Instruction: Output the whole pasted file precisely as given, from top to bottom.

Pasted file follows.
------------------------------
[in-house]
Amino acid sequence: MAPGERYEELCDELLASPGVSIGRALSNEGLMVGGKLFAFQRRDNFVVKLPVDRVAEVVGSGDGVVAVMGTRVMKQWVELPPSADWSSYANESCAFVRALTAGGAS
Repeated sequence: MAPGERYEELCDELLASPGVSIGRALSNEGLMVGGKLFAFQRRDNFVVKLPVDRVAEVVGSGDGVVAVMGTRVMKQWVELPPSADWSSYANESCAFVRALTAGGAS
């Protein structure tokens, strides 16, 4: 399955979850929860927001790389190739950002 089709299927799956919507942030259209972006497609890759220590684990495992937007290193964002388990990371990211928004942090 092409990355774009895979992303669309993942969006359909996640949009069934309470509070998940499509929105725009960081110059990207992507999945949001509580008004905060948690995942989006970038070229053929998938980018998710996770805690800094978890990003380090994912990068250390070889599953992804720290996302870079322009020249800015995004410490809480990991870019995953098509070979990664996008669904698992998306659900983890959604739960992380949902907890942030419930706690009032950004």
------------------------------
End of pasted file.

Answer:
[in-house]
Amino acid sequence: MAPGERYEELCDELLASPGVSIGRALSNEGLMVGGKLFAFQRRDNFVVKLPVDRVAEVVGSGDGVVAVMGTRVMKQWVELPPSADWSSYANESCAFVRALTAGGAS
Repeated sequence: MAPGERYEELCDELLASPGVSIGRALSNEGLMVGGKLFAFQRRDNFVVKLPVDRVAEVVGSGDGVVAVMGTRVMKQWVELPPSADWSSYANESCAFVRALTAGGAS
């Protein structure tokens, strides 16, 4: 399955979850929860927001790389190739950002 089709299927799956919507942030259209972006497609890759220590684990495992937007290193964002388990990371990211928004942090 092409990355774009895979992303669309993942969006359909996640949009069934309470509070998940499509929105725009960081110059990207992507999945949001509580008004905060948690995942989006970038070229053929998938980018998710996770805690800094978890990003380090994912990068250390070889599953992804720290996302870079322009020249800015995004410490809480990991870019995953098509070979990664996008669904698992998306659900983890959604739960992380949902907890942030419930706690009032950004």